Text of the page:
“The End of the Tour” is an immersive true-story drama starring two actors who give two of the year’s finest performances. For five days back in 1996, Rolling Stone writer David Lipsky (played by Oscar-nominee Jesse Eisenberg) travelled with and interviewed prolific, 34-year-old author David Foster Wallace (played by potential Oscar-nominee Jason Segel) as he made his final stops on the promotional tour for his latest book, the 1,079-page, critically praised novel Infinite Jest.
As Lipsky discovers early on, Rolling Stone hadn’t done an author profile in the last 10 years, and he needed to prove to his boss that Wallace was someone worth doing a piece on. Fourteen years later, Lipsky would publish the book this film is based on – Although of Course You End Up Becoming Yourself: A Road Trip with David Foster Wallace. Many of the scenes with Eisenberg and Segel take place inside the rental car Lipsky gets for the trip, as he asks Wallace about a variety of topics of his life, including his love of writing, substance abuse issues, and the price that comes with success and fame. But the focus here is also on Lipsky, who is a struggling author and sees Wallace’s life as something to strive for – at least for awhile.
From the first minute they meet, you are completely engrossed in this relationship. Much like in “Frost/Nixon”, there’s a fascinating dynamic taking place between interviewer and interviewee that we have a front row seat for. And it constantly changes throughout the five days, with the tables getting turned and stakes being raised, leaving you always wondering how far both men will go and how much about themselves they will reveal. And Lipsky’s tape recorder becomes a third and very critical character in this relationship, used by both players at times to their advantage.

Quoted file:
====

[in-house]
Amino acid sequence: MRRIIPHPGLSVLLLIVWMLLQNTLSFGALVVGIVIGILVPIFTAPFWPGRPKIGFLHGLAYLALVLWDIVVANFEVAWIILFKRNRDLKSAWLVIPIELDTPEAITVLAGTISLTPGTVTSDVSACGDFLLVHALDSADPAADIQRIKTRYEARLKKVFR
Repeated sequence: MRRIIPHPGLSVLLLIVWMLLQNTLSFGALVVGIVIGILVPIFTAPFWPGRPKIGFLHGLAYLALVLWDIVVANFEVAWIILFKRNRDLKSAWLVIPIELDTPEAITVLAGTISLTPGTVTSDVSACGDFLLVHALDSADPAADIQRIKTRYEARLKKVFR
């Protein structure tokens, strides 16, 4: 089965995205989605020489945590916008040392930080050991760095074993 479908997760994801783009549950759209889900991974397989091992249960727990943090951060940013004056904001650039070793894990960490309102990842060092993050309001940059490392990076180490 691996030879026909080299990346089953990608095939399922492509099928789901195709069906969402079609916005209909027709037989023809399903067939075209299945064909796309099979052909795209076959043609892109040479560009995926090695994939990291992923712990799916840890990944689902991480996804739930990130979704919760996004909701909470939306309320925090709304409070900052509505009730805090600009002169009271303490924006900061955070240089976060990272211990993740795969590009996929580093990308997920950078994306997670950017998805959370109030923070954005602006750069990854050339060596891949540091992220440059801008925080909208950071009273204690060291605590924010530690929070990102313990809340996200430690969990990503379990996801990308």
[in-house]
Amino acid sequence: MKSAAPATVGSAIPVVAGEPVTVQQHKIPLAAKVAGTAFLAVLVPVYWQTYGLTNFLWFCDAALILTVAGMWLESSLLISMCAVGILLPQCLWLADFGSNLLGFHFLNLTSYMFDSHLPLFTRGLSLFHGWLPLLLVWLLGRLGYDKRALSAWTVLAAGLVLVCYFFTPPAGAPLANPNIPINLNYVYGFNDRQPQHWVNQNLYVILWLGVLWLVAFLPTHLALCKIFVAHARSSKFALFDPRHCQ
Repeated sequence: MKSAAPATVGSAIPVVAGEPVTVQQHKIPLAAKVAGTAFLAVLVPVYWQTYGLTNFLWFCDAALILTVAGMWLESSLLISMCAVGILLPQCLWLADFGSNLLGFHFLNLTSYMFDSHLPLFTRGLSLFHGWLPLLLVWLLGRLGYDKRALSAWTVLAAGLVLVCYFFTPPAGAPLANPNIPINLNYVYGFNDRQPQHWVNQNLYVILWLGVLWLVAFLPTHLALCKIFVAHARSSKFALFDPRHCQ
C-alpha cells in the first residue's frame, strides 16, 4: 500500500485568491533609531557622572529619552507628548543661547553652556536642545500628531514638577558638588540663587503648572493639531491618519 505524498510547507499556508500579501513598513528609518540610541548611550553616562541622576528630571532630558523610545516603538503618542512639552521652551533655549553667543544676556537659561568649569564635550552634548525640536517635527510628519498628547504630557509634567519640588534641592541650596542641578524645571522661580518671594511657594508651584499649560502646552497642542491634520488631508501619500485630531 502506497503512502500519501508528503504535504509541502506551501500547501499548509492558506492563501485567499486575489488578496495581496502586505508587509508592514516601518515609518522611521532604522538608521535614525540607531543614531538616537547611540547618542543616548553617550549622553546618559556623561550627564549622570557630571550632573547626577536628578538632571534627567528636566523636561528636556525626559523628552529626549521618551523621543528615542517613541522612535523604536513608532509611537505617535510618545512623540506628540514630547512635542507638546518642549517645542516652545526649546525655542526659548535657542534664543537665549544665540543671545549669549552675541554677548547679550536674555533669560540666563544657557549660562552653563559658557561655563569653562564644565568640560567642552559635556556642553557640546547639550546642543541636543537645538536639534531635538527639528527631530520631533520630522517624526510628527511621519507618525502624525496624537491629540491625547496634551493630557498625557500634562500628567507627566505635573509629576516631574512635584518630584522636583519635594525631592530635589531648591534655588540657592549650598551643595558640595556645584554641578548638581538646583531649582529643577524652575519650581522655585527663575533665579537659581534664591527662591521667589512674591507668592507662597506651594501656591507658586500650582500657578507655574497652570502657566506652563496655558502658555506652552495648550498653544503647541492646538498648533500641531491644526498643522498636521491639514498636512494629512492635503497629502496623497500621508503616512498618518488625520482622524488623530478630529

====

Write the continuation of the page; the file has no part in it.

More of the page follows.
This is Eisenberg’s best work since “The Social Network”. Joan Cusack has a small, but memorable role as Wallace’s book tour escort. As for Segel, this performance should earn him plenty of Awards Season attention in the Best Supporting Actor category. While his character is the focus of the interview and he has the more showcase role, this is really Lipsky’s story. So, just as J.K. Simmons’ domination of “Whiplash” last year was a Supporting role, so too, is Segel’s work. And it’s just as much of a powerhouse. He displays Wallace’s pain, joy, humor and sadness through both words and actions. The dialogue between these two characters, the philosophies they share, reveal their loneliness and insecurities. Wallace’s beliefs on world’s obsession with television and the media are incredibly on target (and even more meaningful 20 years later). They make the scenes in which he’s glued to the movie screen and hotel TV even more profound.
Writers, journalists and storytellers at all levels will relate to and embrace everything “The End of the Tour” stands for. Director James Ponsoldt (“The Spectacular Now”) and writer Donald Marguiles (this is his feature film screenwriting debut) condense a typical relationship arc of two people over a lifetime into just a handful of days, but the complexities of this film will stay with you for a long time.
On The Official LCJ Report Card, “The End of the Tour” gets an A.
Running Time: 106 min.